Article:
Note: This review was written after playing a PS4 debug build of the game, which is closely in line with Xbox One. The PC issues were not made apparent to us ahead of writing this review, the copy and score reflect the platform the game was reviewed on.
. That’s my catchphrase for Rocksteady’s Batman: Arkham Knight. From the outset this is a journey that transcends videogames and storytelling, it’s now the benchmark for any other superhero game to come and it is absolutely a work of narrative art. It’s a dark and lonely place, despite its constant badgering at you because the story it’s telling isn’t wholly yours. It’s Batman’s, too, but in a way no one has ever experienced before. It takes every slice of meaningful media ever constructed around the man, and collates it into one of the single most important Batman stories ever told, only you're not turning the page or watching passively from the couch, you’re living it, one unbelievable moment at a time.
Batman: Arkham Knight is a difficult beast to write about in review form though. As it would be if Batman were real (I like to believe he is), every moment is a challenge and a surprise. His 70+ years of history emerge at every possible moment, and never announced. And like all of the previous games in the Arkham series, Knight takes place in the span of a single night
, leaving our weary but eveready Caped Crusader with a giant task on his hands.
He has help this time around, of course. Plenty of foes fill and command the streets of civilian-evacuated Gotham, but even Nightwing has dropped in from his hood at Bludhaven to lend a fighting stick or two. And in keeping with the same grey storytelling Rocksteady has become a master at, often detractors from the force of Batman’s will for justice become unlikely, but ready, allies to the Dark Knight and the task at hand.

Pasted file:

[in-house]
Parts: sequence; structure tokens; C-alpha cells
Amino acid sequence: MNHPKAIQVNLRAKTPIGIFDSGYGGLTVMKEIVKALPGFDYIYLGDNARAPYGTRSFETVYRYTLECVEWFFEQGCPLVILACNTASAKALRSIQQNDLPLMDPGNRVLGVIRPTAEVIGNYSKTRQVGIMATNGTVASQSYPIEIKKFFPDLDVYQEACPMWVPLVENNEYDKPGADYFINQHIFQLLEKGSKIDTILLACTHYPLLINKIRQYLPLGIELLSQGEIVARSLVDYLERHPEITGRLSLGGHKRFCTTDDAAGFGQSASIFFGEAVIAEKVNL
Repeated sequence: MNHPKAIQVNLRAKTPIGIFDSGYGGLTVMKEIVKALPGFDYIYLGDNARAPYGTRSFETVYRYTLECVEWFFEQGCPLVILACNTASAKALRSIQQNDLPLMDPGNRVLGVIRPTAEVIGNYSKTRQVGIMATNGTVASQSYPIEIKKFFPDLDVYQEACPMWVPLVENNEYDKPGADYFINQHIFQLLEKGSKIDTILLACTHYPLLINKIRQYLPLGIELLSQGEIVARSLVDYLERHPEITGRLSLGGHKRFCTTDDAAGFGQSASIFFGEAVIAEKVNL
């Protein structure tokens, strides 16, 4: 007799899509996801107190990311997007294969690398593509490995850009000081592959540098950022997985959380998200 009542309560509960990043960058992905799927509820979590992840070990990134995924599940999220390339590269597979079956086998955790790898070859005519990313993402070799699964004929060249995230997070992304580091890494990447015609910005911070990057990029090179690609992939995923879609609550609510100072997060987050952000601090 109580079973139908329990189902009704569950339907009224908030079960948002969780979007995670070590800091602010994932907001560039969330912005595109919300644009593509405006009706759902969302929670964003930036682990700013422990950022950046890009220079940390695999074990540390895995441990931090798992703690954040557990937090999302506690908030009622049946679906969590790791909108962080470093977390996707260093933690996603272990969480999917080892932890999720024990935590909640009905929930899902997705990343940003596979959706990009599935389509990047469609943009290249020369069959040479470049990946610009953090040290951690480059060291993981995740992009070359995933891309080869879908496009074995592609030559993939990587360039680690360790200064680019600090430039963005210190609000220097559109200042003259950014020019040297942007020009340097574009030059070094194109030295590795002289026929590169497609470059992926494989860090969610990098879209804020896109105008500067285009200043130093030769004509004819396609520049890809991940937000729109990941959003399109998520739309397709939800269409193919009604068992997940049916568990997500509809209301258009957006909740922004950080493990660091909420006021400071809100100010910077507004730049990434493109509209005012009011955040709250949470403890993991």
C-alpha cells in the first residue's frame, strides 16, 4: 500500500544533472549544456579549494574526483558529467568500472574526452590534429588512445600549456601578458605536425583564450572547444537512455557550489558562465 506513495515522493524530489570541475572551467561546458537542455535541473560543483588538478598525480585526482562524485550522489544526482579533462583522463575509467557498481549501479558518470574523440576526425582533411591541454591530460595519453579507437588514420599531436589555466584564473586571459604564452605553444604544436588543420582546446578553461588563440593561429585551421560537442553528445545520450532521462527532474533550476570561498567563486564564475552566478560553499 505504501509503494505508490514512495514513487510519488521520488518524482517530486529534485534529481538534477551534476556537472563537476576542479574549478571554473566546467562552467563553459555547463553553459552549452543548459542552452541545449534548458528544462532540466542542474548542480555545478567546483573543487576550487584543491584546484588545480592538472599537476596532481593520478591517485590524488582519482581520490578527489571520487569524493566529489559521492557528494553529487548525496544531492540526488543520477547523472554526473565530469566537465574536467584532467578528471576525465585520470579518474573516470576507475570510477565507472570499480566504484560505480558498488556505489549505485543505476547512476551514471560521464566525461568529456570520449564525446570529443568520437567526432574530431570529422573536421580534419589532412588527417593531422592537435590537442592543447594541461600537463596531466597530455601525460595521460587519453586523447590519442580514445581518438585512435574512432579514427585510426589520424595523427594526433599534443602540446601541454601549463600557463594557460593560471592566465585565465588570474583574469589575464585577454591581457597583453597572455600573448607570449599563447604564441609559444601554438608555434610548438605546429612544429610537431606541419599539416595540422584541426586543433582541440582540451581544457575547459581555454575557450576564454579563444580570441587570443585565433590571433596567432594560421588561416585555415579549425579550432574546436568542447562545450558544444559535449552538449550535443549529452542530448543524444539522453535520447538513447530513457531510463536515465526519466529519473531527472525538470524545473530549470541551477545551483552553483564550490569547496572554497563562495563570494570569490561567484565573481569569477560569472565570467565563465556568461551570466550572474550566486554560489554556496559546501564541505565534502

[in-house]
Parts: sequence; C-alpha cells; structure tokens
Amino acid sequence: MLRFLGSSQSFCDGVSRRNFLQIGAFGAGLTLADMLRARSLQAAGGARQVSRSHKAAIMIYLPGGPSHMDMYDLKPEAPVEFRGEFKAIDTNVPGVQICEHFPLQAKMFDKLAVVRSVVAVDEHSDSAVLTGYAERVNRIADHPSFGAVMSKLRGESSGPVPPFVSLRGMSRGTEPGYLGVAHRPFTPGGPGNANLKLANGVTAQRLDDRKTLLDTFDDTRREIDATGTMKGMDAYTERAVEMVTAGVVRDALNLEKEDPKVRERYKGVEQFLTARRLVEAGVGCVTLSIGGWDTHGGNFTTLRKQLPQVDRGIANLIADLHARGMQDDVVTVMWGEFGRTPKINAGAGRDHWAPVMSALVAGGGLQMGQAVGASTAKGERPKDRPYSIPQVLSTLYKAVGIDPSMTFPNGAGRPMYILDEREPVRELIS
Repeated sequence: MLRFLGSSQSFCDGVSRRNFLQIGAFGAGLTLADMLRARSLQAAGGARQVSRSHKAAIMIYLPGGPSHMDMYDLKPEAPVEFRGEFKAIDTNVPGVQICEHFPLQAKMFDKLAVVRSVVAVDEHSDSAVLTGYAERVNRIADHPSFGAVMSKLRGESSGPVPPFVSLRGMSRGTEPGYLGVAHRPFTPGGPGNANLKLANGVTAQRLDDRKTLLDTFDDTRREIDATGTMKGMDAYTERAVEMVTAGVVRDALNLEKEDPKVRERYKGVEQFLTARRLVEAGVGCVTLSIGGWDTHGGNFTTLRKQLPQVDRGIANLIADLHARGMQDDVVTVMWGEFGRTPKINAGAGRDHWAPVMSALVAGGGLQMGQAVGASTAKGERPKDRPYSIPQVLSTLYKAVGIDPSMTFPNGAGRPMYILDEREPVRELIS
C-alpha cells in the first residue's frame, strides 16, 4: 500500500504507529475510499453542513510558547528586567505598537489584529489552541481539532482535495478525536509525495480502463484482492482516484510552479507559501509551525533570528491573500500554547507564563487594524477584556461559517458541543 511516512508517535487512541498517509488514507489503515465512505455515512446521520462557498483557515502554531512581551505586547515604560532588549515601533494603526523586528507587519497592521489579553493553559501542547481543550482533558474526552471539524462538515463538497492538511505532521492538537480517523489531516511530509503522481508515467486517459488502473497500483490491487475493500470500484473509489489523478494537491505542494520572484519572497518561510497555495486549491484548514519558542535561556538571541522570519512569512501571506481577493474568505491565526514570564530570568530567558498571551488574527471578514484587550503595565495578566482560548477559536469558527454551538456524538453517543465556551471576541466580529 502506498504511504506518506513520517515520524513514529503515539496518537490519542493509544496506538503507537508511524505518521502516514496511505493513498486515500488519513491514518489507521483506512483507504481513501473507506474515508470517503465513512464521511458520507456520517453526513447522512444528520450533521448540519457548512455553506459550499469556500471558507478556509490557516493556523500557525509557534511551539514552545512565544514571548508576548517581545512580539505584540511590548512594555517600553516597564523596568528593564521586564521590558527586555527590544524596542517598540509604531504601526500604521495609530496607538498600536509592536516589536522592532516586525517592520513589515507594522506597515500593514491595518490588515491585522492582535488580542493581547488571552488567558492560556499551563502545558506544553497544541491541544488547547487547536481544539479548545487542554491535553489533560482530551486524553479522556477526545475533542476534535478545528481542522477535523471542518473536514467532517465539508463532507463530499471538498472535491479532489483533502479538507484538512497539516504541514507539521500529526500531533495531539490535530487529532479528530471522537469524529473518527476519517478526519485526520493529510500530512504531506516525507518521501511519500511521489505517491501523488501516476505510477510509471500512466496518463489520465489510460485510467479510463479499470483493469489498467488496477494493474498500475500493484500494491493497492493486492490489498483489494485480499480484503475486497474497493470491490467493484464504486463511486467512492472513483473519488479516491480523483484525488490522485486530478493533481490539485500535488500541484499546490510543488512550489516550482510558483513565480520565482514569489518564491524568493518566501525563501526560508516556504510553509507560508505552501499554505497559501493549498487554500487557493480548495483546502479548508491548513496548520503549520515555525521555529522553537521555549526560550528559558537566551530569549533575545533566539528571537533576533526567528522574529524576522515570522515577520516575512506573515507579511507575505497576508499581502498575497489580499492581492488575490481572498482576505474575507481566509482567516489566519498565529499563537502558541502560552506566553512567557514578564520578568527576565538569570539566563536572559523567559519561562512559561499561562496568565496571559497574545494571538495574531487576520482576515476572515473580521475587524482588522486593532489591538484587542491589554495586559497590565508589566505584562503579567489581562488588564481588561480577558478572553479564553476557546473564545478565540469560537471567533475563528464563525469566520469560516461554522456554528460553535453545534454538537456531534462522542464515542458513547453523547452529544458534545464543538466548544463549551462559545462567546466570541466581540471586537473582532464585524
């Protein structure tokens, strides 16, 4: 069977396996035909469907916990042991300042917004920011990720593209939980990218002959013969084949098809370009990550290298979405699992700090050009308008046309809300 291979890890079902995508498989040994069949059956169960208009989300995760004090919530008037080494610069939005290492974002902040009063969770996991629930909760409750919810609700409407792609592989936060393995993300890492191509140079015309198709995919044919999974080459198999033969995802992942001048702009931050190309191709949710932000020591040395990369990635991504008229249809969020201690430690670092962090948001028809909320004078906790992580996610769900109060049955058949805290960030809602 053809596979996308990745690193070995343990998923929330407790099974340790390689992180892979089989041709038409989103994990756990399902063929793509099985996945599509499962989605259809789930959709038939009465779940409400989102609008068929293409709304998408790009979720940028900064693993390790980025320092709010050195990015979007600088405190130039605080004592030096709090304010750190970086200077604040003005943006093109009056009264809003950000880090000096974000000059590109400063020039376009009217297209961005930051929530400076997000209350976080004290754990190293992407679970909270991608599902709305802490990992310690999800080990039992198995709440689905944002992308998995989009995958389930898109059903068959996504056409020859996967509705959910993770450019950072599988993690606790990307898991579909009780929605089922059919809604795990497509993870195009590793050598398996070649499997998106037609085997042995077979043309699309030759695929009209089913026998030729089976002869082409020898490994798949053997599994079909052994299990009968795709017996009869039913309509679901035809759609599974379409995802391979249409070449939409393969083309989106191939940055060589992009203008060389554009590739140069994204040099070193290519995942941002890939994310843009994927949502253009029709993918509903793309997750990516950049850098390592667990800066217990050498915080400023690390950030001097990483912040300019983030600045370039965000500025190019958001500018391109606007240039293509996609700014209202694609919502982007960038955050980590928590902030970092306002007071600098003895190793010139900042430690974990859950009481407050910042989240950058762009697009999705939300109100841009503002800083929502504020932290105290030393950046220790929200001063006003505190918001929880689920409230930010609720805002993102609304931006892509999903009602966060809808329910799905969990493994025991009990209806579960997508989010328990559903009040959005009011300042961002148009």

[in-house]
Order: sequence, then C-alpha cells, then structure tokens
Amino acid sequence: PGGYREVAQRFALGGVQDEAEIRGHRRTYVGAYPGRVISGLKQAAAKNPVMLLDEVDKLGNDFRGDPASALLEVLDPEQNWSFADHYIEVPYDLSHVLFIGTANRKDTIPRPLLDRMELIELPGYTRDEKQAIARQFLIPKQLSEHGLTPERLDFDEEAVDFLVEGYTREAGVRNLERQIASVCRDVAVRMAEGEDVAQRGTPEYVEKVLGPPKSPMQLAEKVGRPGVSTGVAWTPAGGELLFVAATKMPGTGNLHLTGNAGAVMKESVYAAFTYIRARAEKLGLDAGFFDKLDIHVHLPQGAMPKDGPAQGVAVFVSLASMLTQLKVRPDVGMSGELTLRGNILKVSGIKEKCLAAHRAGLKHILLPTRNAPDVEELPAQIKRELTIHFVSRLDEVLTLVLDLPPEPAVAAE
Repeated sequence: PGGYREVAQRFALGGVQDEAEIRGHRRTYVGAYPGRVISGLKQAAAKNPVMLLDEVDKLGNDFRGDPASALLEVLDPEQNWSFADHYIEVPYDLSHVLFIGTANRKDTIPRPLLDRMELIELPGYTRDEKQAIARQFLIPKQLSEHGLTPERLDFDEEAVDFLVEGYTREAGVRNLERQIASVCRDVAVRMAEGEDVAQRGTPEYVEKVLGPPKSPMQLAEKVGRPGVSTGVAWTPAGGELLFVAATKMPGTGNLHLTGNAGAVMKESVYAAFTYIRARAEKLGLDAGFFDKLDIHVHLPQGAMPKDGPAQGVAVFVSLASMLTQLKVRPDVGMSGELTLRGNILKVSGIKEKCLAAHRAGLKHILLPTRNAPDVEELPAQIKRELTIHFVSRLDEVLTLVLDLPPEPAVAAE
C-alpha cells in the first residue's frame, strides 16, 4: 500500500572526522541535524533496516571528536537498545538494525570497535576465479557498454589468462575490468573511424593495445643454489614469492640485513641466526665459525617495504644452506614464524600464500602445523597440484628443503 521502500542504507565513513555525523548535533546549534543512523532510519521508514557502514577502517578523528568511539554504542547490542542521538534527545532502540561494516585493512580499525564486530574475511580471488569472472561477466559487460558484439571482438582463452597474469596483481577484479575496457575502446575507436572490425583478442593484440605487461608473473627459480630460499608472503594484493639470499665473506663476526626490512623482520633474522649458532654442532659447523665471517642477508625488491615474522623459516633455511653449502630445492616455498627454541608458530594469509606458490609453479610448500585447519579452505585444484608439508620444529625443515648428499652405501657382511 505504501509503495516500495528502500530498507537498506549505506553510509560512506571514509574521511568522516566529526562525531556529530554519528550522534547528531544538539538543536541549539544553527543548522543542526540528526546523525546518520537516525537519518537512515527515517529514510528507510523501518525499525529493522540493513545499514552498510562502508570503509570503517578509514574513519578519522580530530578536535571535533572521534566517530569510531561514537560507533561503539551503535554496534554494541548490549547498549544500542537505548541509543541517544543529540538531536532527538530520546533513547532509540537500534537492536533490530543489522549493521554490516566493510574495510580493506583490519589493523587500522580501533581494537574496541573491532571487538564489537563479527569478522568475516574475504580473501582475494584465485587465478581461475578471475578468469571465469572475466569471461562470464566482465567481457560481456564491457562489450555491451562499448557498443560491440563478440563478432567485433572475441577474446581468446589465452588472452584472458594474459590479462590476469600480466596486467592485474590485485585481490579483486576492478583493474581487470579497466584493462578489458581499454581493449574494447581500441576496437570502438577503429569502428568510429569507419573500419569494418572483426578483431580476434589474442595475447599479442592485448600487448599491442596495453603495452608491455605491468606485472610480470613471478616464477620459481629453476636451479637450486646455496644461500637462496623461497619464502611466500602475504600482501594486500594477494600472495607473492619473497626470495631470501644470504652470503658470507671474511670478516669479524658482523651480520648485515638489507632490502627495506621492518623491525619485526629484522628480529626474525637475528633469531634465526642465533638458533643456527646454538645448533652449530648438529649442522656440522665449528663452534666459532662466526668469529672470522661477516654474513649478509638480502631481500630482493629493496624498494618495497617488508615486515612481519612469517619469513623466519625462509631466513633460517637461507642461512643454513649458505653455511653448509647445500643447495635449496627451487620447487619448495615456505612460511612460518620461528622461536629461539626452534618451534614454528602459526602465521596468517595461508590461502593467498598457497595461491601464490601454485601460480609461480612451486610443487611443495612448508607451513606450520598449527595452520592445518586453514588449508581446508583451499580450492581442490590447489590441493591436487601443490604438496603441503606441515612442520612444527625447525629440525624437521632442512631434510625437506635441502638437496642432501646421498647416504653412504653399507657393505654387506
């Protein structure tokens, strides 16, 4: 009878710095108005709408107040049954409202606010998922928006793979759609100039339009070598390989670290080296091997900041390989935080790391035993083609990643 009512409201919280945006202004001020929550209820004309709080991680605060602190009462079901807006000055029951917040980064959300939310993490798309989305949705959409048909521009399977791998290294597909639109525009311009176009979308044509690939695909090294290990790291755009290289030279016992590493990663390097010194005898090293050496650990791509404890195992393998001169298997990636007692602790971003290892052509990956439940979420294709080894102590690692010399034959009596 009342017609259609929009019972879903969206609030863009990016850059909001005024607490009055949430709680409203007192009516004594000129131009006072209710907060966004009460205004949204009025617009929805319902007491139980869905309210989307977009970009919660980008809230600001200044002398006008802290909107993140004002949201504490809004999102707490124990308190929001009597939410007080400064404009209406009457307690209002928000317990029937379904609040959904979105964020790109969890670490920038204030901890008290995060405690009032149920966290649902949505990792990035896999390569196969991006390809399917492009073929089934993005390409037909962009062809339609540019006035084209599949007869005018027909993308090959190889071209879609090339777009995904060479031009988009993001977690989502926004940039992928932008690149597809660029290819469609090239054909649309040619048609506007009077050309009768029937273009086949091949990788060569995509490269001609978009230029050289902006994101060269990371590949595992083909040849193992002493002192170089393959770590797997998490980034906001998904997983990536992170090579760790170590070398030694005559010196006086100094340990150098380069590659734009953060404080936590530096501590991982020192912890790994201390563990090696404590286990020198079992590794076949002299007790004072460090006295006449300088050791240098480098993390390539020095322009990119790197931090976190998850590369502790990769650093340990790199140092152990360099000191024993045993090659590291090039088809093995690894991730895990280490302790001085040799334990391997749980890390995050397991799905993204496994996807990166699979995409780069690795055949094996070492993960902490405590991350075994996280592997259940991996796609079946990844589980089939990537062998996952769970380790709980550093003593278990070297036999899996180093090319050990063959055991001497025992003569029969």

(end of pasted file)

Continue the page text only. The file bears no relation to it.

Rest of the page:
While the game’s story is the most poignant place to kick off this review, I’d be doing Rocksteady and Batman fans a huge disservice in detailing any of it. E3 already spoilt what is arguably one of the best opening sequences to a game, ever, during the Sony pre-E3 presser, so I’ll move on beyond leaving you with this: anything and everything you thought you knew, and expected from Arkham Knight, is a lie. It’s a lie constructed by you, me and anyone else who thought they knew what it took to take this series beyond Batman: Arkham City, or even Batman in general. You should go into this game with fresh eyes and an open mind, because at every turn it’s going to surprise the absolute fuck out of you.
So here’s what I can tell you. Gotham’s three unique islands: Magani, Founder's and Bleake are unbelievably recreated here. This is arguably the most dense and perfect open-world city ever built. It’s commanding in its sheer scale for the basic square kilometers of it all, and while you can effectively glide around the whole space in less than 10-minutes, exploring all of its gorgeous nooks and crannies, as well as its unbelievably crafted and detailed interiors is more than hours upon hours of fun. There’s a design maturity riddled throughout the game-world, like, wherever you go no detail emerges as minute or non meaningful, even if it isn’t an interactive or specific part of the story at-hand. The art team has detailed a dark and brooding world with so much eerie life, it’s like Gotham has truly existed in the real-world this whole time.
What this expanse of space and design maturity has lead to is a break in structured play. Where you could argue Asylum and City broke the basics of Rocksteady’s disparate Batman pillars -- predator maps and hand-to-hand combat -- into ‘levels’ and sections, Arkham Knight merges them and frees up their parameters by giving you more space, more verticality and more options. Skyscraper rooftops and parking garages are now showdown areas for stealth and combat, and can be approached and dealt with in vastly different ways, among many other unique and unexpected environments. Old and new gadgets return and debut respectively, but they’re almost never required beyond maybe an initial tutorial use. While enemies, enemy-types and game-world puzzles and impediments have also been bolstered in ways that dwarf the previous games combined.